Gray's Viking Funeral


California's outgoing governor gave his pen-hand a real workout yesterday to beat the midnight deadline for acting on the 282 bills still on his desk. Among the long list of new laws is a ban on ephedra, a requirement for state contractors to recognize their workers' domestic partners, and a $250 fine for throwing objects onto sports fields. Among the few vetoes was a bill that would have waived community college fees for some illegal immigrants.

NEXT: Justice Is Blind Drunk

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  1. But did he grant anybody a pardon?

  2. Towards the end of every year, looking back at all the laws that were passed on a Federal, State, and Local level, I always end up with the same notion. I feel that the only thing to save us from ourselves is to wipe out all laws/legislation back to some distant point ( 1850 perhaps? Just a shot in the dark), and start all over again. The really important laws covering murder and theft will be instated again immediately. The rest of the shit that gets passed every year will get hashed out again, hopefully with a greater understanding of what those BS laws do to our society.

    Every 15-20 years: Rinse, Repeat.

  3. My dad had a good idea–a third house of Congress whose sole responsibility was to repeal laws. So while the other two had to cooperate to pass a law, they could repeal a previous one.

    They’d never run out of work.

  4. Sandy – I like that idea. An “anti-government” branch of government. Give your dad some kudos for thinking outside the box on this one.

    Sick – I also like your idea. This would be similar to zero-based budgeting, where the often problematic practice of looking at “last year’s spending” is replaced by a top-to-bottom, comprehensive, no stone left unturned look at every line item of spending. “Zero-based” legislation. I like that.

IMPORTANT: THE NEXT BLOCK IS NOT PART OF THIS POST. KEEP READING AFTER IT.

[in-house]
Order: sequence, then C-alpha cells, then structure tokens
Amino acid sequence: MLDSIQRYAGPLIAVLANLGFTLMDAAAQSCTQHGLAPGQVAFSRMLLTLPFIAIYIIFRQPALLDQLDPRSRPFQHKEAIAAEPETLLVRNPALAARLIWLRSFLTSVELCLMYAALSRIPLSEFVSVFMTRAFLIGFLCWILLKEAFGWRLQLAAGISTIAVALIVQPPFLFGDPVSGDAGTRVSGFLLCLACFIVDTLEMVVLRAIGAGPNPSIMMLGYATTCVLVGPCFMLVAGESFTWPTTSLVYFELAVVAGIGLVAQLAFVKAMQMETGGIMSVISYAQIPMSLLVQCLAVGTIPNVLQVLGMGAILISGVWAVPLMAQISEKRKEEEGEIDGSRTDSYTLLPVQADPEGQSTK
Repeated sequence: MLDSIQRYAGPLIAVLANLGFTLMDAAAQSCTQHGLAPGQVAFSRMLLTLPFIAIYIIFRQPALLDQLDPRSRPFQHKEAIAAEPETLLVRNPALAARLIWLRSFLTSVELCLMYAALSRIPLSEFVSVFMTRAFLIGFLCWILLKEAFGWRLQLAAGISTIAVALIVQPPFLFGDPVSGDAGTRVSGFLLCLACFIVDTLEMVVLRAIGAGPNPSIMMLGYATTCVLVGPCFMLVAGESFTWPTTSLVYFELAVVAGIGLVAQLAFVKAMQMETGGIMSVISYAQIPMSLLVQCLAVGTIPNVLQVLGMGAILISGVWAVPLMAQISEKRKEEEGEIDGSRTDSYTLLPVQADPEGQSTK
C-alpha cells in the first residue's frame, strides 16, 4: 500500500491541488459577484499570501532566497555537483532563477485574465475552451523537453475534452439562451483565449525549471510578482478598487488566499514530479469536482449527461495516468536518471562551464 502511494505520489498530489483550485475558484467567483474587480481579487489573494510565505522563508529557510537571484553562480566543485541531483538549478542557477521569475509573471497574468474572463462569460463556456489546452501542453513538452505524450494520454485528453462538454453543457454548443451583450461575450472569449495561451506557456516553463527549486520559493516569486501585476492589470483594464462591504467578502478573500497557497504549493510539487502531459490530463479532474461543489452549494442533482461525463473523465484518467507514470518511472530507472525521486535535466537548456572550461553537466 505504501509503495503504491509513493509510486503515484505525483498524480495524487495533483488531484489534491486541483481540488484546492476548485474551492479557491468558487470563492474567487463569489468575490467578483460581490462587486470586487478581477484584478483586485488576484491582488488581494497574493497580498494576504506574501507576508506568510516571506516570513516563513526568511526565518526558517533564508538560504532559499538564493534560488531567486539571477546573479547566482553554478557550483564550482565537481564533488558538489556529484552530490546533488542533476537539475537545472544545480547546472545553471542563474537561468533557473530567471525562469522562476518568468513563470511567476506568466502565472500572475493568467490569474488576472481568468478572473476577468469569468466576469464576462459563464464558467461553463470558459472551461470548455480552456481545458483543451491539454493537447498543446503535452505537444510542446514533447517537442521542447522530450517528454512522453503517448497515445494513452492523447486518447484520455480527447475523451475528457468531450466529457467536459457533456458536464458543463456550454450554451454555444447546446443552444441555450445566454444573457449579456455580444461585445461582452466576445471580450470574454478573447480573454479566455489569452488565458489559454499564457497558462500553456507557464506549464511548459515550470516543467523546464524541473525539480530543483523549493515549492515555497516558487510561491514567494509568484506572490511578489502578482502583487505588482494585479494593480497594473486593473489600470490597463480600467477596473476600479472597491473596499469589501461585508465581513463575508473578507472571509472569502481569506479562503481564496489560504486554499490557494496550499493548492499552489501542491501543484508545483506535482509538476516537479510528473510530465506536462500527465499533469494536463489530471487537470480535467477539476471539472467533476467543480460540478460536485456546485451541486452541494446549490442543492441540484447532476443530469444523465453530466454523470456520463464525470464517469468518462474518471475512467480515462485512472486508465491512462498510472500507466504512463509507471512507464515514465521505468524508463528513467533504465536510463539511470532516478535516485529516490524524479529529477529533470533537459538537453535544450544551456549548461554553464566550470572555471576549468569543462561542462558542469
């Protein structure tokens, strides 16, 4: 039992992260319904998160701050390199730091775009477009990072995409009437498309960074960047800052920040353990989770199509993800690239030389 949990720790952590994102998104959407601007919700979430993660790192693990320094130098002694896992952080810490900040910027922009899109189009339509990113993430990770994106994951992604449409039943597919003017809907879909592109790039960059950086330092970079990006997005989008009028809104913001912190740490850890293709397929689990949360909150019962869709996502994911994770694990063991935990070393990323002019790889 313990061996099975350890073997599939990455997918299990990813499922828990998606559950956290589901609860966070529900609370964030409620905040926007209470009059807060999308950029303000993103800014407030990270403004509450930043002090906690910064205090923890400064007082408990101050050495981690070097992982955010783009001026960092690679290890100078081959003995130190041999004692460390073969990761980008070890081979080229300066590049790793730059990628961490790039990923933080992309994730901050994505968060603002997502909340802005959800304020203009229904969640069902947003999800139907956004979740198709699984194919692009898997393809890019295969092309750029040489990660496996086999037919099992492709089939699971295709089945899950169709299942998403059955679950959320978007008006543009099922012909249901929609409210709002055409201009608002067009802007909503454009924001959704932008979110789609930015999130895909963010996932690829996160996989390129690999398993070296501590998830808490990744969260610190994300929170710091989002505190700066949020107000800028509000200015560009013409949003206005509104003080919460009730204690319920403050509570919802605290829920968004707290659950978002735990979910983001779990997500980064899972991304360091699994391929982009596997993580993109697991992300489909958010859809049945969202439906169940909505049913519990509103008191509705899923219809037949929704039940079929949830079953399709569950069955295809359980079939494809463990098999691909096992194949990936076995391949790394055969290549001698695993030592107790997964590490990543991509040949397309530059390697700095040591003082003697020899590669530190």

5. Howabout an automatic sunset? All legislation passed is automatically repealed in, say, 5-10 years. If it’s deemed a success or necessary in some way, it can be passed again.

  6. That sunset idea sounds great to me. It would avoid the burden of all these laws going out at once like my original post.

    It always annoys me that we have so many laws on the books that probably wouldn’t get passed again if they were to sunset. Bascailly the legislators just didn’t have much else to do or were pandering to short-termed public knee-jerk outcry. I’ll bet most people wouldn’t want to pass that crusty old legislation again, but it doesn’t bother anyone enough to actually get up and call for its repeal.

  7. a $250 fine for throwing objects onto sports fields.

    There had better be a “hat trick” exemption in this law.


  8. I like the idea of a third house or sunsets, but probably it would just end up that we’d have another bunch of fast-talkers to keep watch on.

  9. I want a state consitutional amendment that caps the number of words in all of the California laws at 25% of the current number of words in the California code.

    While the state remains above the cap, if the legislature wants to pass a new law, they must first eliminate old laws equal to 110% of the number of words in the new law or else the new law will be inoperative in its entirety.

  10. Sandy,

    Maybe we could set a seperate branch of government tasked with reviewing laws just to make sure they fall within gongressional authority as limited by the constitution. It could serve as a check against government trampling individual rights.

    The challenge would be to keep this branch from becoming to political and too activistic otherwise they would in effect become just another part of the federal law generating machine.

  11. Sandy: I’m not sure, but I think old Bob Heinlein may have beat your dad to the punch in “The Moon Is A Harsh Mistress.” Still a good idea though, though I doubt anyone would go for it.

  12. Sandy,

    Maybe we could limit this new branch of government to a 9 member panel, appointed by the president and voted on by the Senate. It might be a good idea if they served for life too.

  13. basically, stmack wants the supreme court?
    What does that do but get rid of laws. Laws outlawing abortion are illegal. Laws outlawing sodomy are illegal. Laws requiring racial preferences are legal, but let’s check it in another 25.